Prisoners are persons whom most of us would rather not think about. Banished from everyday sight, they exist in a shadow world that only dimly enters our awareness. They are members of a "total institution" that controls their daily existence in a way that few of us can imagine. "[P]rison is a complex of physical arrangements and of measures, all wholly governmental, all wholly performed by agents of government, which determine the total existence of certain human beings (except perhaps in the realm of the spirit, and inevitably there as well) from sundown to sundown, sleeping, walking, speaking, silent, working, playing, viewing, eating, voiding, reading, alone, with others. . . ." It is thus easy to think of prisoners as members of a separate netherworld, driven by its own demands, ordered by its own customs, ruled by those whose claim to power rests on raw necessity. -- Justice William Brennan, dissenting in O’Lone v. Estate of Shabazz, 482 U.S. 342, 354-55 (1987).

Tuesday, April 22, 2008

Paul Jones and Conditions at FPC Pensacola

A reader posted a comment to my earlier post and provided a link to the following article describing the conditions for one Paul Jones at FPC Pensacola:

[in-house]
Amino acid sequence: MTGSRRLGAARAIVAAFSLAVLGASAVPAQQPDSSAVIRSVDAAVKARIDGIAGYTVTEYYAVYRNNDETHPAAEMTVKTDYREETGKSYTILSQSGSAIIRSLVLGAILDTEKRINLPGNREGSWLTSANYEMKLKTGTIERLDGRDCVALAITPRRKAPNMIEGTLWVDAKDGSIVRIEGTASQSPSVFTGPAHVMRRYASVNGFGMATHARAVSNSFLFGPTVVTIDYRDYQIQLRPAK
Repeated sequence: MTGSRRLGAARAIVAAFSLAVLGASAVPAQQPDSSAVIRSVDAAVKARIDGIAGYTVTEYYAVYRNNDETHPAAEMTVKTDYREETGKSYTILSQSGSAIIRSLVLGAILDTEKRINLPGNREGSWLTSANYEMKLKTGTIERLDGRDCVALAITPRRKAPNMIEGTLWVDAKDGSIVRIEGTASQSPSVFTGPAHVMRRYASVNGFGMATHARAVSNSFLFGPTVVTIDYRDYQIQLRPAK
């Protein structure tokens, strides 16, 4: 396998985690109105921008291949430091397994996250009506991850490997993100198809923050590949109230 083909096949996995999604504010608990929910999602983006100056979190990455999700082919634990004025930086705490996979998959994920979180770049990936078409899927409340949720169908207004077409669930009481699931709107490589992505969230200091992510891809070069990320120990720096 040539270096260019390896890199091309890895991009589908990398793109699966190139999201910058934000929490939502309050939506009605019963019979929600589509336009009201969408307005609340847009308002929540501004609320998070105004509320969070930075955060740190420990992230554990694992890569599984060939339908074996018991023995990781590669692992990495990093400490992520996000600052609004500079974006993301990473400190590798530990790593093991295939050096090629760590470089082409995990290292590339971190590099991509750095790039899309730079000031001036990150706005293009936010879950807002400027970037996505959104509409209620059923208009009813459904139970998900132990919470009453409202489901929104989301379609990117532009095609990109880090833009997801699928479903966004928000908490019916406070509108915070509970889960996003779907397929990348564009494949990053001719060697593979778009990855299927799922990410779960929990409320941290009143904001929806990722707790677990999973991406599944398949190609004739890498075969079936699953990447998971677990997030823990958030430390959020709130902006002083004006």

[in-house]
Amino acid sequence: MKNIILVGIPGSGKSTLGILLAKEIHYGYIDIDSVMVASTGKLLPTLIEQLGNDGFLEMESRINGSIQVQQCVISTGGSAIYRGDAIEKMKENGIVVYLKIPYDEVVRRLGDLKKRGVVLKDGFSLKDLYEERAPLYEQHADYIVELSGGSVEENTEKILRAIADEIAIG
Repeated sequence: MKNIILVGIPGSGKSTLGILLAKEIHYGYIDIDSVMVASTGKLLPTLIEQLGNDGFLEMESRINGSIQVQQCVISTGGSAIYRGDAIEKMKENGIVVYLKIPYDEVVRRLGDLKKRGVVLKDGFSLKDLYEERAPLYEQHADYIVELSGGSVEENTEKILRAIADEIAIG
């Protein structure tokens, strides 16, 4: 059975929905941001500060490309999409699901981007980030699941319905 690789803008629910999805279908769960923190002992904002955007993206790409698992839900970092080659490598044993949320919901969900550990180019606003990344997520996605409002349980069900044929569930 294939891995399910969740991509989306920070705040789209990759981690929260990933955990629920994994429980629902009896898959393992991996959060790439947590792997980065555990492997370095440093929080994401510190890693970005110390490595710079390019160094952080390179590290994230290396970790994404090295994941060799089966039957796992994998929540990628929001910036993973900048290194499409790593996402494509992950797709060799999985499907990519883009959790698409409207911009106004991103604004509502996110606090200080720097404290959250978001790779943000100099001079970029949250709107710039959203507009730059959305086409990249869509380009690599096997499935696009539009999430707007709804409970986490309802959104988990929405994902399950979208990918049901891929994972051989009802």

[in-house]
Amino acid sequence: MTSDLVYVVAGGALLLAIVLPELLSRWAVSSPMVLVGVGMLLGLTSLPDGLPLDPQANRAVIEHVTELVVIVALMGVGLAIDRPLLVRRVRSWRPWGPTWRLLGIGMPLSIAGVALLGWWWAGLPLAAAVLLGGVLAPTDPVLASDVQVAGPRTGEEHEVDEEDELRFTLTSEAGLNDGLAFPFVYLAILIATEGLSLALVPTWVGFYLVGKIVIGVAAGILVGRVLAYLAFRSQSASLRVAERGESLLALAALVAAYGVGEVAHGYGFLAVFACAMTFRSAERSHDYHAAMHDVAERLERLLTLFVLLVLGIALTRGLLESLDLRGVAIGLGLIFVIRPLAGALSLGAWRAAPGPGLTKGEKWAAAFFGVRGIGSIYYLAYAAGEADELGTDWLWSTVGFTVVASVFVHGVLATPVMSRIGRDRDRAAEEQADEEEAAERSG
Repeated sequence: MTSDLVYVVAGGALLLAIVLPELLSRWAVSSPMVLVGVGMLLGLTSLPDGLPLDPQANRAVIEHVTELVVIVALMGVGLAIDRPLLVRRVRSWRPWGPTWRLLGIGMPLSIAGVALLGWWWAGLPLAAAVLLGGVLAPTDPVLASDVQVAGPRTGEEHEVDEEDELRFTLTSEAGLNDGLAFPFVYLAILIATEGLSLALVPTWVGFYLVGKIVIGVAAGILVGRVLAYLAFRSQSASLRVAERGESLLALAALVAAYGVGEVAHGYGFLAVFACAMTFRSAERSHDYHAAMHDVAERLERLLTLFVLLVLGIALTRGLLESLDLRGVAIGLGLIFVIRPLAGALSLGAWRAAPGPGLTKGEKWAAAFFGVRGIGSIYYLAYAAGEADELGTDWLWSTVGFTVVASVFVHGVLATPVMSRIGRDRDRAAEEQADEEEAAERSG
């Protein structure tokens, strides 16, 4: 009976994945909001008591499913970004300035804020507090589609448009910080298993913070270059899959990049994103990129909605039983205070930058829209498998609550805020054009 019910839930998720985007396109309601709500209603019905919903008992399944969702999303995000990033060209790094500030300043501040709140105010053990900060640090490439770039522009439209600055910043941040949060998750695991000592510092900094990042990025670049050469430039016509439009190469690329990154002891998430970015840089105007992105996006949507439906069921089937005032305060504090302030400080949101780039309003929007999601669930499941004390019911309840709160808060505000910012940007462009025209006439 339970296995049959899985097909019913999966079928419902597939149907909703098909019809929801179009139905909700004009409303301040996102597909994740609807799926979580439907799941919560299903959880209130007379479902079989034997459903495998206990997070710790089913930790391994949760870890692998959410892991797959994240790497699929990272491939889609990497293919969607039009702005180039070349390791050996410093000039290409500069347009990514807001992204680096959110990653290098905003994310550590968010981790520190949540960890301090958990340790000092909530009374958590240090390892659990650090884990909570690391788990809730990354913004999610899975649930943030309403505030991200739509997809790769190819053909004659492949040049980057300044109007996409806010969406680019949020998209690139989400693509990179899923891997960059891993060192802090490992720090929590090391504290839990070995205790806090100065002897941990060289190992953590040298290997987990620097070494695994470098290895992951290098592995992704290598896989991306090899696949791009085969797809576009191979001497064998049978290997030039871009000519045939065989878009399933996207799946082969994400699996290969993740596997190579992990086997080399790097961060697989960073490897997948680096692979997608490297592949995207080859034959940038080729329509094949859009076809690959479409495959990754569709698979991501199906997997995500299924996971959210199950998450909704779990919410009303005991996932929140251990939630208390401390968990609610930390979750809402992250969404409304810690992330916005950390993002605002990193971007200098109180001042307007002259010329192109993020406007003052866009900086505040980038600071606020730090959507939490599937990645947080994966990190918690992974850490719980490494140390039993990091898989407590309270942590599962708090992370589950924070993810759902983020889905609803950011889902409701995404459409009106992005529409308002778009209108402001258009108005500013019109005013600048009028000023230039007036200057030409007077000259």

Paul Jones Still Prima Donna in Prison

The account of conditions at Pensacola were pretty much "spot on" except we made 12 cents/hour, not 11!!

It was slightly overcrowded. They had to convert a couple of TV rooms into separate dorm rooms. Obviously, for more detailed (and nuanced) descriptions of the conditions, you'll have to read the various articles in my blog that I posted while I was there.

(By the way, I can only shake my head at the tone of this article and the cold, heartless, ignorant comments that people make about someone they no nothing about. It is just amazing how the media just jumps on a story like this and literally crucifies an individual.)

Ironically, I knew Paul in prison for a couple of months. He reported on May 9, 2007 (5-6 weeks after me) and is due to be released July 5, 2008. He received a 16 month sentence of which he will serve 14 months with standard good-time credit of 15%. The last 1.4 months will be served in a halfway house, which means he should be released from Pensacola FPC in about a month. (I believe his family has moved to Bradenton, Florida from Ohio so he should be relocated there.)